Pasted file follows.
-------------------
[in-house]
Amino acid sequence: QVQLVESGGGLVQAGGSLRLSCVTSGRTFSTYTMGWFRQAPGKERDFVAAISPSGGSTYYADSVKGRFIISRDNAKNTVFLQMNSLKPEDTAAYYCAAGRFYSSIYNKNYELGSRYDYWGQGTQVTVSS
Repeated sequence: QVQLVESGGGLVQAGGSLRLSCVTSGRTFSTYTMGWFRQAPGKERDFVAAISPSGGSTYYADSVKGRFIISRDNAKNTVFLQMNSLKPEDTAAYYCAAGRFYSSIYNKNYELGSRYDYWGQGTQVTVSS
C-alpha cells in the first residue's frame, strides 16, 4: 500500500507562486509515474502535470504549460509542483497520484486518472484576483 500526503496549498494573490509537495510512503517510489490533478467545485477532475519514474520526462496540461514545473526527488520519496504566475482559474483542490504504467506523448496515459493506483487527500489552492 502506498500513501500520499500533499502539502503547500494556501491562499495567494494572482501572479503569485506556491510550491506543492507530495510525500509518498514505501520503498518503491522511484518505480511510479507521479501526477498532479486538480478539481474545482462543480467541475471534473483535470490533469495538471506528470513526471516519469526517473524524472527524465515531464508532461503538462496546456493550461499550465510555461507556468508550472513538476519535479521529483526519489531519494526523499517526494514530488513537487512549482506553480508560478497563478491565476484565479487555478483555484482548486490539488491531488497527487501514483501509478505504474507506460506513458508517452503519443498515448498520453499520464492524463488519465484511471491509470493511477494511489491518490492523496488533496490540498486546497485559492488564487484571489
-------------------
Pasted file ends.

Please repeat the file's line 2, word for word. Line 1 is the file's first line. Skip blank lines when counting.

Amino acid sequence: QVQLVESGGGLVQAGGSLRLSCVTSGRTFSTYTMGWFRQAPGKERDFVAAISPSGGSTYYADSVKGRFIISRDNAKNTVFLQMNSLKPEDTAAYYCAAGRFYSSIYNKNYELGSRYDYWGQGTQVTVSS